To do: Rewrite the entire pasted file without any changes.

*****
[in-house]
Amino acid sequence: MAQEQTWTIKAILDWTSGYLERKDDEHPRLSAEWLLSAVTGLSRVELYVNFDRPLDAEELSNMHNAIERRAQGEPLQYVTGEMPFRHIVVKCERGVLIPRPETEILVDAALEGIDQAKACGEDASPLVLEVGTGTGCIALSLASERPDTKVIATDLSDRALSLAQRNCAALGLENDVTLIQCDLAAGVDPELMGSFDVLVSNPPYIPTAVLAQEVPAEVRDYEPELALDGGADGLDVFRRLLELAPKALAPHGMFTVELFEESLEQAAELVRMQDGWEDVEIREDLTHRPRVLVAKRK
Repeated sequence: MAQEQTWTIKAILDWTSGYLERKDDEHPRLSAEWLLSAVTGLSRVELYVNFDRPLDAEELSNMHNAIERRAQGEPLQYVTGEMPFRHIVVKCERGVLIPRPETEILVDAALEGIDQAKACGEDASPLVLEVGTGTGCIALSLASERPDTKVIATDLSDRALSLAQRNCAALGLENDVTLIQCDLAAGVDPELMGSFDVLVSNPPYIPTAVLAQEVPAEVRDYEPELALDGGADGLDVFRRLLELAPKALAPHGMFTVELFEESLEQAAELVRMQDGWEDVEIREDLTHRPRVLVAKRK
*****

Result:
[in-house]
Amino acid sequence: MAQEQTWTIKAILDWTSGYLERKDDEHPRLSAEWLLSAVTGLSRVELYVNFDRPLDAEELSNMHNAIERRAQGEPLQYVTGEMPFRHIVVKCERGVLIPRPETEILVDAALEGIDQAKACGEDASPLVLEVGTGTGCIALSLASERPDTKVIATDLSDRALSLAQRNCAALGLENDVTLIQCDLAAGVDPELMGSFDVLVSNPPYIPTAVLAQEVPAEVRDYEPELALDGGADGLDVFRRLLELAPKALAPHGMFTVELFEESLEQAAELVRMQDGWEDVEIREDLTHRPRVLVAKRK
Repeated sequence: MAQEQTWTIKAILDWTSGYLERKDDEHPRLSAEWLLSAVTGLSRVELYVNFDRPLDAEELSNMHNAIERRAQGEPLQYVTGEMPFRHIVVKCERGVLIPRPETEILVDAALEGIDQAKACGEDASPLVLEVGTGTGCIALSLASERPDTKVIATDLSDRALSLAQRNCAALGLENDVTLIQCDLAAGVDPELMGSFDVLVSNPPYIPTAVLAQEVPAEVRDYEPELALDGGADGLDVFRRLLELAPKALAPHGMFTVELFEESLEQAAELVRMQDGWEDVEIREDLTHRPRVLVAKRK